Generally, segmentation can be broken down into four main categories:

Instagram audience segmentation.

  • Geographic: Geographic segmentation lets you target your customers based on where they live. It’s effective because audience interests, values, trends, and preferences are going to vary in different cities, states, countries, and regions.
  • Behavioral: Through behavioral segmentation, you’re targeting your audience based on things like their purchasing habits, how they go through their decision-making process, and their attitude toward the brand.
  • Demographic: Demographic segmentation is the most popular segmenting strategy among marketers. It involves the process of dividing your followers up based on variables like age, gender, family size, and income, among other things.
  • Psychographic: Psychographic segmentation can be a little more challenging because it’s highly subjective, but it’s also very effective because of this. You’re targeting based on intrinsic traits that have to do with your respective audiences’ values, personalities, interests and opinions, motivators, and lifestyle choices.

If you’ve been in business for a while, but you’re simply trying to get more Instagram engagement (or you’re new to the platform altogether) the good news is that you probably know most of this stuff. Once you’ve figured out how to navigate Instagram and do the things we’ve already covered, like narrow your market and test your audience, you can segment based on what you already know about market segmentation.

After you’ve narrowed down your segments, Instagram lets you easily create custom audiences for your business by going to the “Audience” tab on your insights dashboard.

Custom audiences on Instagram.

Once you select “Audience”, you’ll be given the option to “Create a Custom Audience” from the dropdown menu. Follow the prompts from here to start creating your segments. Once you’ve done this, you can start using your marketing prowess to create ads that appeal to your different segments. Easy-peasy.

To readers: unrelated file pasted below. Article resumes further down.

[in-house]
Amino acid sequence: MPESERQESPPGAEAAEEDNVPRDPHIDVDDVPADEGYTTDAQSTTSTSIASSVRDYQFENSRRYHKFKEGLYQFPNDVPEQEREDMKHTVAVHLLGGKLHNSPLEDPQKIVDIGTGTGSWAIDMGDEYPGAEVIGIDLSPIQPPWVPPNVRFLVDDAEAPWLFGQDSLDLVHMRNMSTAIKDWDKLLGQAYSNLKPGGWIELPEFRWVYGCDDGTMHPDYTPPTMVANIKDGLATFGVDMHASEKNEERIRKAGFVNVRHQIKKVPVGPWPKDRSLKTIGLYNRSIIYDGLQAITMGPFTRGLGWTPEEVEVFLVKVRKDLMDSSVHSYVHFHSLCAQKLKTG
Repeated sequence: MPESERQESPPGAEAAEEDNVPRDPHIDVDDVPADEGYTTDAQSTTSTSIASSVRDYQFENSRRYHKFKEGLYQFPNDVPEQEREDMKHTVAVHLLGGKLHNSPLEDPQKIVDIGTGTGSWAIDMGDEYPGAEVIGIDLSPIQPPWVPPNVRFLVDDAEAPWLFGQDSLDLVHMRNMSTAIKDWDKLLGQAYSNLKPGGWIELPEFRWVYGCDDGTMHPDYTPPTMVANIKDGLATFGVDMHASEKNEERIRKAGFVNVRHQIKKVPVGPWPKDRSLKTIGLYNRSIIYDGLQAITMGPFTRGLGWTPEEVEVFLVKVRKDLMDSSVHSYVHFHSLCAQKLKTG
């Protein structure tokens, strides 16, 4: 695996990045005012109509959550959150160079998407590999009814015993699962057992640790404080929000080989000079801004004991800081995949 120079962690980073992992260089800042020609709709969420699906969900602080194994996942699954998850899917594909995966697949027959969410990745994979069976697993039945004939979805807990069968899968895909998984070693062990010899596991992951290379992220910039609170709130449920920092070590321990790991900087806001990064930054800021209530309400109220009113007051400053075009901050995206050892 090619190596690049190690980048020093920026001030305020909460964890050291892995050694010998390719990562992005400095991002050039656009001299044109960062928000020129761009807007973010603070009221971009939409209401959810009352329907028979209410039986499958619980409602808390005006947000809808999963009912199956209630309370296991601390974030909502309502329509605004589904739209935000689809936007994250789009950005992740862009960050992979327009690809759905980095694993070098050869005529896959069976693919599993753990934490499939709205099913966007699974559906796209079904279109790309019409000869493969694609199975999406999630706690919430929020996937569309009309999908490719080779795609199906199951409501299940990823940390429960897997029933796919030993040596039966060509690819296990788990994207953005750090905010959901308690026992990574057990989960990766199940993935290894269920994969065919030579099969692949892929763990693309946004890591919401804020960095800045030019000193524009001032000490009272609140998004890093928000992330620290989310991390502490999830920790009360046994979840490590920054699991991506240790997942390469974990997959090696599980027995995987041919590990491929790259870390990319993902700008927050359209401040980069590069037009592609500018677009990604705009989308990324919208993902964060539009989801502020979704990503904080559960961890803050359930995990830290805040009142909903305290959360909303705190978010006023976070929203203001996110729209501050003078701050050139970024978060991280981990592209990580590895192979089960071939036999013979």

When is it time for me to test new audiences?

Finally, if your I.G. marketing strategy just isn’t working anymore, then it might be time to test out new audiences. Something to keep in mind is that demographics are always changing. New trends are constantly emerging, audiences get older, and populations become more racially and ethnically diverse. Remaining nimble and ahead of the curve will be a better tactic than simply waiting until your engagement is dropping, but if it does get to that point, try to act fast. Stay on top of what your followers are doing as well. All of this will help you to regroup and re-segment if and when necessary.

Other good times to test new audiences are in situations where you’re introducing a new product or service, or if you’re going through a company rebrand. If you’re already in the habit of constantly retooling your marketing message and adapting your product or service to suit a wide array of demographics, then an adaptation marketing strategy can also be very effective. When you have a business that experiences steady growth, then it’s a near guarantee that your audience is going to evolve and change, so just be prepared.
_____

Understanding your Instagram audience is the best way to create growth strategies that work. The platform has the highest average engagement rate of all social media platforms, so it really is one powerful tool. Use these tips and tricks to make the most out of it so that you can start segmenting effectively and continue watching your brand soar to new heights.

Got more questions about finding your perfect audience using segmentation? We have answers. Give us a shout at hello@tuffgrowth.com or schedule a 30-minute strategy call with our team here. We’re looking forward to chatting with you and helping you plot your growth.

 

tuff-six-signs-its-time-to-update-your-facebook-ads

Six Signs It’s Time to Update Your Facebook Ads

Has your Facebook ad performance dipped? Maybe your ads never achieved your desired outcome like increased ecommerce sales or lead generation. Facebook ads performance can drop off — or never take off at all for a variety of factors, but one of the most crucial is your ad creative (copy, images, and video). Across our clients, Tuff manages anywhere from $50,000 – $100,000 / month in Facebook ad spend. This article pulls from this experience and outlines six factors we’ve identified that can indicate it’s time to update your Facebook ads creative. 

If you don’t have the time to read these detailed explanations, here’s the tl;dr on when to know it’s time to replace your Facebook ads creative: 

  1. Campaigns costs are going up / objective completion
  2. Ad frequency is getting high causing dreaded ‘ad fatigue’ 
  3. Your ads just didn’t perform in the first place
    (note other factors can be at play with this one
  4. Facebook ‘Ad Diagnostic’ scores are ‘below average’
  5. Google Analytics is telling you performance has declined 
  6. You’re not selling more or generating more leads despite an initial bump in performance after the campaign launch